University of Maryland Extension


Neith Little, Extension Agent, Urban Agriculture

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Introduction image


Neith Little

Extension Agent,
Urban Agriculture

University of Maryland Extension

It’s been raining for weeks, the weeds are strangling your crops, it seems like there are fewer customers at the farmers market every week, your landlord just called to say your rent is going up, your summer helpers decided they would rather work indoors, and on top of it all that unrealistic Extension Agent keeps bugging you to write a business plan.

Does any of this sound familiar?

If it does, you’re not alone. Surviving the day-to-day challenges of farming can be overwhelming, leaving you exhausted and struggling to remember why you started in the first place.

As Extension educators with a combined 96 years of experience working with farmers, we have seen a lot of farmers struggle with this paradox. We want to see farmers succeed, and we’ve seen too many burn out or go out of business. That’s why we wrote this book, to help you figure out how to move from reactive crisis management to proactive risk management.

Risk management

Risk management is proactive planning so that you can make the most of opportunities and minimize the impacts of threats.

For example, adopting preventative pest management strategies can reduce the impact of pests when they do occur, reducing the impact of a threat. Conducting market research can enable a grower to identify which crops and products are in high demand relative to their supply, enabling the grower to take advantage of an opportunity.

We also recognize that, compared with rural farmers, urban farmer face unique challenges. Urban farmers often produce a dizzying number of different crops at multiple small locations; draw income from alternative enterprises like agritourism and value-added crops; and want to use their farms to achieve diverse financial, social, and environmental goals.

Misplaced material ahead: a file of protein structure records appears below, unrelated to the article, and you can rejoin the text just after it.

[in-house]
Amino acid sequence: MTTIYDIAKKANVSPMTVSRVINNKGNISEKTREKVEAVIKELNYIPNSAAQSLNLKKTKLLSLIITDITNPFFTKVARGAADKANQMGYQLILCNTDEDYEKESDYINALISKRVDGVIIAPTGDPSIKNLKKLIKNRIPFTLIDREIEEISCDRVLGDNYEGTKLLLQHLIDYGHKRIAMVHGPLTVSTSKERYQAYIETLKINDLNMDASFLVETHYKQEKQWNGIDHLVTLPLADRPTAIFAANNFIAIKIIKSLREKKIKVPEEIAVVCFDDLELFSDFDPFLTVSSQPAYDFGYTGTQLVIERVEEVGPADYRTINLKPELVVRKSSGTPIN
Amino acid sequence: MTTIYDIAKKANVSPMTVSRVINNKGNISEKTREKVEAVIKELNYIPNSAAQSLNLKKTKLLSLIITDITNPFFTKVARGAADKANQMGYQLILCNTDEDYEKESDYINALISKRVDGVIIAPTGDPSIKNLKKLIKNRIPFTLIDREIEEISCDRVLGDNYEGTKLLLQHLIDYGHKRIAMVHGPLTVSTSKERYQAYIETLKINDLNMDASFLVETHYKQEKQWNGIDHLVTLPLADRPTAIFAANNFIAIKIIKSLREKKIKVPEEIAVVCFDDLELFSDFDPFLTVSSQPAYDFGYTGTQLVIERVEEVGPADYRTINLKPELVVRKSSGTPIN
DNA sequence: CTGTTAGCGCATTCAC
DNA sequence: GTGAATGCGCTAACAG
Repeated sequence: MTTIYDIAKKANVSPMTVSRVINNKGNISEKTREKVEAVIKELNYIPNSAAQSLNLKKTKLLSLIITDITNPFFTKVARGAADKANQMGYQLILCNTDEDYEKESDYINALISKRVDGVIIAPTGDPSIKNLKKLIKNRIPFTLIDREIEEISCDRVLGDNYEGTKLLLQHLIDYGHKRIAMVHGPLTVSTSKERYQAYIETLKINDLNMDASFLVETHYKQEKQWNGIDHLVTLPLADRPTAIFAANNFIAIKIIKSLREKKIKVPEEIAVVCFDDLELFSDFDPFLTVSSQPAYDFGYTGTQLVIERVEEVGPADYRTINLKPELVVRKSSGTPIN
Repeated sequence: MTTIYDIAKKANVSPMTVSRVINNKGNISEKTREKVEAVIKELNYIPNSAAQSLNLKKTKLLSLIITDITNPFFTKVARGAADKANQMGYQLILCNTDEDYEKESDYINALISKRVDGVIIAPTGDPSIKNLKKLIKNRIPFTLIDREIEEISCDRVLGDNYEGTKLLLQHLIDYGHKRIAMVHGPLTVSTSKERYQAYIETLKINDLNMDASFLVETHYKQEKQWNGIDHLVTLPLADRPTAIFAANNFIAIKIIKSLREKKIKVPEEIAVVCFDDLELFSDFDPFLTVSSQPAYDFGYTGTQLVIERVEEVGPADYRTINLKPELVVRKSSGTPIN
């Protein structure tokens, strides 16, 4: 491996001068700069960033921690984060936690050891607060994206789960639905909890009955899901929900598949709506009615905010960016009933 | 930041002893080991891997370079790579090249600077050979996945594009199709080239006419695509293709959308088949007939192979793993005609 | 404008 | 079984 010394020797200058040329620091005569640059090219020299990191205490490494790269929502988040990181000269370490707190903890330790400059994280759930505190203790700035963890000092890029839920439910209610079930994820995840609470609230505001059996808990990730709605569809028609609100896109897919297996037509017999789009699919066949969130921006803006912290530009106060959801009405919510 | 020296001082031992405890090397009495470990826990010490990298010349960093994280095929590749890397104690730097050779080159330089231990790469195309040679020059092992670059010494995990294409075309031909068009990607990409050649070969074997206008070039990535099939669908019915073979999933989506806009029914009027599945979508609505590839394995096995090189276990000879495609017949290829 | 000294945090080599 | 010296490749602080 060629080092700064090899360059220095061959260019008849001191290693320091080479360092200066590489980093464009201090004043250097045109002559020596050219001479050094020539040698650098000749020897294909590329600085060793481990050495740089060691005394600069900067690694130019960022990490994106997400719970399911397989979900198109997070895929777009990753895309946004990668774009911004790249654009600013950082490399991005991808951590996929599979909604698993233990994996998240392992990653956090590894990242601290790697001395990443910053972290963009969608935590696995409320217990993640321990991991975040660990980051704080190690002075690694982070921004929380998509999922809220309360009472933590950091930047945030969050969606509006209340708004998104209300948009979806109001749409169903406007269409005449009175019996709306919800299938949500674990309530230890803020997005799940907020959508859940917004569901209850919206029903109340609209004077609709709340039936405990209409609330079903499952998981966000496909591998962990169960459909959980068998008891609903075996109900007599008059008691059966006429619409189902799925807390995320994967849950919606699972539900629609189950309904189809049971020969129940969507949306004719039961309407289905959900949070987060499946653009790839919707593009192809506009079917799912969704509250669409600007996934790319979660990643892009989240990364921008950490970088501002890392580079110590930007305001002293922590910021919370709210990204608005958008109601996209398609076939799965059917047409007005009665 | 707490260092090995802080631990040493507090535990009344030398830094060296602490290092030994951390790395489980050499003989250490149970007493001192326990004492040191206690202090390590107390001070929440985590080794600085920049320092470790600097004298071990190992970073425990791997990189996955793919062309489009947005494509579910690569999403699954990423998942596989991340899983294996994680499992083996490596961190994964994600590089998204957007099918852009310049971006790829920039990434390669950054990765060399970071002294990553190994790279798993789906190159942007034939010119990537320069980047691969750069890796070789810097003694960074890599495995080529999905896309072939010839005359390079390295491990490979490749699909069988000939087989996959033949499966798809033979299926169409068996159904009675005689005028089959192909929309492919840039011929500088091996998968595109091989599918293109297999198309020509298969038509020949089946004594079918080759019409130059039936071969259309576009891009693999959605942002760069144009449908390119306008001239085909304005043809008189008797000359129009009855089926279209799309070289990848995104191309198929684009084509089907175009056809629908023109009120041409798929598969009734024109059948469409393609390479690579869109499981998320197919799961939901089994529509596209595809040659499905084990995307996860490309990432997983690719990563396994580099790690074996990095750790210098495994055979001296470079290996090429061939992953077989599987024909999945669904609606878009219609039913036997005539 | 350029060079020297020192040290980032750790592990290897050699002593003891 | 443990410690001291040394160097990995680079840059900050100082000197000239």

That’s why it was important to take the time to listen to urban farmers about what has worked and what has not worked for them. In focus groups, we asked urban farmers what financial success looks like to them, what strategies have helped them achieve their goals, and what strategies did not work as well for their urban farming realities. We incorporated that input, as well as results from surveys and interviews of urban farmers in Maryland, outcomes from learning activities at Urban Farmer Field Schools, and input from urban farmer on the rough draft of this guidebook, to craft the tools and information you’ll find in the following pages.

The purpose of this guidebook is to help current and aspiring urban farmers move from crisis management to proactive risk management. As an urban farmer or urban ag entrepreneur, it’s easy to spend all your time putting out metaphorical (or literal!) fires, triaging your To Do list, and chasing that fabled big grant or trendy new crop that you hope will solve all your financial problems. But by investing the time to clarify your goals, and what steps you need to take to achieve them, you will be better able to achieve financial stability and prevent yourself from burning out.

If you’re new to urban agriculture, please read the “What is urban ag?” section next.

But if that sounds too introductory, please skip to the Goal Setting exercise, which will help you make the most of this guidebook.

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